North America is awash in perky, cheerful headlines that announce: "NHL Hockey is Back!"
The type size no doubt varies according to location. In Canada, the front pages are almost not big enough for those four words. The print shrinks as we move toward the equator. By the time we get to the southern United States, the news of the end of the lockout will be on page four next to the local bowling scores.
There is plenty of excitement in Minnesota, of course, where hockey roots run deep and NHL tradition is strong. And that's wonderful. But I have just one thing to say:
Anyone who grabs his or her checkbook and runs right back to an NHL arena -- whether it's Xcel Energy Center or Pepsi Center or Air Canada Centre -- is an idiot. Not only that, that person deserved the lockout. Because stupid people empower the National Hockey League to treat them like garbage.
Now that the millions and billions of dollars have been divvied up, the NHL will throw open the arena doors and expect everyday people to come back and fund the whole operation. The real bosses, the ones who pay the bills by buying the tickets and the merchandise and by fueling the radio and TV ratings, were not represented in the negotiations. They were just handed the tab.
So, again, anyone who blindly returns to the ticket window is a fool.
Now, I understand there is a lot of pent-up excitement in Minnesota. The Wild, a dormant franchise for the last three years, have upgraded their roster.
People are anticipating the newcomers' debut in Wild sweaters. And they have every right. Just as fans in other NHL cities have their own reasons for wanting to see their teams back on the ice.
But before I plunked down money, I'd want to know what the Wild were going to do for me. After being treated like I didn't exist, what's the discount? If I buy a ticket package, how many free ones do I get? What are you going to do for long-time ticket-holders next season?
In other words: What's the reward for loyalty in the face of disloyalty?
There has to be something. An autograph session or a couple of free hot dogs isn't going to cut it. The owners and players are happy with their shares of the dough. Now the people who actually pay the bills get to weigh in.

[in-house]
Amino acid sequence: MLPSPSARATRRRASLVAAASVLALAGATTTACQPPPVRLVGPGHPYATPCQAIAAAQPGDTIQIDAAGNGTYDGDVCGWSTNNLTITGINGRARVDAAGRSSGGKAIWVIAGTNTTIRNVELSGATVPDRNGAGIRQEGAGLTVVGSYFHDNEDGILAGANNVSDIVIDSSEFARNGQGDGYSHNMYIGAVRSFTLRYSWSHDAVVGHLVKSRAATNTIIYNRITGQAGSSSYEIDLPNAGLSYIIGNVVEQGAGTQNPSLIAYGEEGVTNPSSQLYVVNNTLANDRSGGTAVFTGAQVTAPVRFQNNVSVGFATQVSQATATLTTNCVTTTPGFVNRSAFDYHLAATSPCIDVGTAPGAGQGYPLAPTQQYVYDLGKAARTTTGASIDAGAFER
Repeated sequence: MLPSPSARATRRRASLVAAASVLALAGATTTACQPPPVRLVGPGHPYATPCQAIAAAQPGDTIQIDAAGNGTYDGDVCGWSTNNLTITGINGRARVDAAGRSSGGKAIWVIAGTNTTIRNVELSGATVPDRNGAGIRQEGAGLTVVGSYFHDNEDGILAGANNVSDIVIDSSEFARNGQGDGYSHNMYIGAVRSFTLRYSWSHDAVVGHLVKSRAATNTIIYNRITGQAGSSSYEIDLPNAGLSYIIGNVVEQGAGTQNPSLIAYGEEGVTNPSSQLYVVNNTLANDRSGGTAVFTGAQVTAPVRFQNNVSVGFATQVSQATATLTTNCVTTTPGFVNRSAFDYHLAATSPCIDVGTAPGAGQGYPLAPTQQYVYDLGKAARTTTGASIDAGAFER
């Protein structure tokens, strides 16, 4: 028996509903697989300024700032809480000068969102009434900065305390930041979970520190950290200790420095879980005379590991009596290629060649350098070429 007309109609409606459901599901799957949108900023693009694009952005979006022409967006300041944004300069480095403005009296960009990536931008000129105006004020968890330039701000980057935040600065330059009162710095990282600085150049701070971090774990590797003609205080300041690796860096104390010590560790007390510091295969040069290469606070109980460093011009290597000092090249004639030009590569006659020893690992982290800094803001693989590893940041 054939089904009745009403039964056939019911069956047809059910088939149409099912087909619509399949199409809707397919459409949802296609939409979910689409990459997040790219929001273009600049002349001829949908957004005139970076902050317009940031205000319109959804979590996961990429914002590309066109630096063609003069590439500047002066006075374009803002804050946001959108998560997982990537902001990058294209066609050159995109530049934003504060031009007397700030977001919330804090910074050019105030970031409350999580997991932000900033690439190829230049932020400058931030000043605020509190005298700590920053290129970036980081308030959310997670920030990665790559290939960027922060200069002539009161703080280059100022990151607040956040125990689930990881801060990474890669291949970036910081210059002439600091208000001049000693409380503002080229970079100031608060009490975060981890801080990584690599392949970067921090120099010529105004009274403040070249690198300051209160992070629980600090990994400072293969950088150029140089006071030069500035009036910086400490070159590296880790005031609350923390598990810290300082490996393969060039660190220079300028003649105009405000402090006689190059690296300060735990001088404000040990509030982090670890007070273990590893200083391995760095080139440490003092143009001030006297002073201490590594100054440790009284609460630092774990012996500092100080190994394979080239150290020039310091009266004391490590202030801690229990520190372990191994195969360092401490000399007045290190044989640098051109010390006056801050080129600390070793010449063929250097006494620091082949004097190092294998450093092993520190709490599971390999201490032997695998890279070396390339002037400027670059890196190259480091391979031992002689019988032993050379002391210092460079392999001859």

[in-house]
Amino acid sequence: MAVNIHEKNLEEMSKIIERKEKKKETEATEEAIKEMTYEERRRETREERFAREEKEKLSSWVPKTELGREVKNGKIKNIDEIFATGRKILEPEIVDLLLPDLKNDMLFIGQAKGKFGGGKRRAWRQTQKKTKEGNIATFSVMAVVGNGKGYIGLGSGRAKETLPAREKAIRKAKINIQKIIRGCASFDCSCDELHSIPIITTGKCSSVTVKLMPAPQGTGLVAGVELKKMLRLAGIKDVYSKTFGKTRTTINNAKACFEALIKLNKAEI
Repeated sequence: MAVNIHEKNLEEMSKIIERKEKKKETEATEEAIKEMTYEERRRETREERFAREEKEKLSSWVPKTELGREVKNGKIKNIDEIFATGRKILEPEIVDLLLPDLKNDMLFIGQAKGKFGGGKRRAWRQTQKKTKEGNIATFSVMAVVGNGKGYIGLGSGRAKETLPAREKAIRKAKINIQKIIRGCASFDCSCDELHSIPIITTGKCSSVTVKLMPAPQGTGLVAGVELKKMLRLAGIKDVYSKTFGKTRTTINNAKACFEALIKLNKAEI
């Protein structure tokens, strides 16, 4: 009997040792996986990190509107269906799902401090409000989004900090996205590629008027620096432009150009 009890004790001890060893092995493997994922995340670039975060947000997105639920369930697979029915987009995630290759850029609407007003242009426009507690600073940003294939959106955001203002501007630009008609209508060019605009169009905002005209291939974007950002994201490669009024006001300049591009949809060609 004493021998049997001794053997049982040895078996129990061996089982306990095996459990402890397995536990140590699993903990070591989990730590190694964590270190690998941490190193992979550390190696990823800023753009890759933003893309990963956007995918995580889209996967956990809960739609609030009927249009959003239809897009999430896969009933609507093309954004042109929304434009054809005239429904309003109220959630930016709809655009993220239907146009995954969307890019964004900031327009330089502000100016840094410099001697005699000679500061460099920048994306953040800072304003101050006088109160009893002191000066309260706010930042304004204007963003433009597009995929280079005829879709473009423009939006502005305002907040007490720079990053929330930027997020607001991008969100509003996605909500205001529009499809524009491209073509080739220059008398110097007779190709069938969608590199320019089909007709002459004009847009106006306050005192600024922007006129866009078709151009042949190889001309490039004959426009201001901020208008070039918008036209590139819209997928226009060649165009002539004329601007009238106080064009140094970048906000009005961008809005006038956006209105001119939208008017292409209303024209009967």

In the end, the labor agreement ended up pretty much like we all thought it would. They agreed on a 50-50 split of revenue. The owners gave in a little on a few things and the players gave in a little on a few things. This compromise could have been reached before Day One of the lockout.
After lollygagging and failing to seriously negotiate, the word "lockout" started flying months before the collective bargaining agreement expired. Both sides were more intent on rattling their sabers than trying to avoid a work stoppage.
Everyone had to posture and do the dance and strut around. It wasn't until the last minute, when both owners and players were about to lose the chance for any revenue this season, that an agreement was reached. Oh, and by the way, hockey fans across the continent will get to see their favorite teams again. And all the struggling businesses around the empty arenas might get to survive.
Well, here we are. The Wild might be halfway decent. But before you fork over your dough, you ought to ask the Wild what they are going to do for you. For the first time in months, you are no longer an afterthought. Now, the NHL and the Wild need you.
Or you could just run right back to the arena, no questions asked. But if you do, you deserve whatever you get. And what you will get is another lockout in exactly eight years, which is when this new labor agreement can be terminated by either side.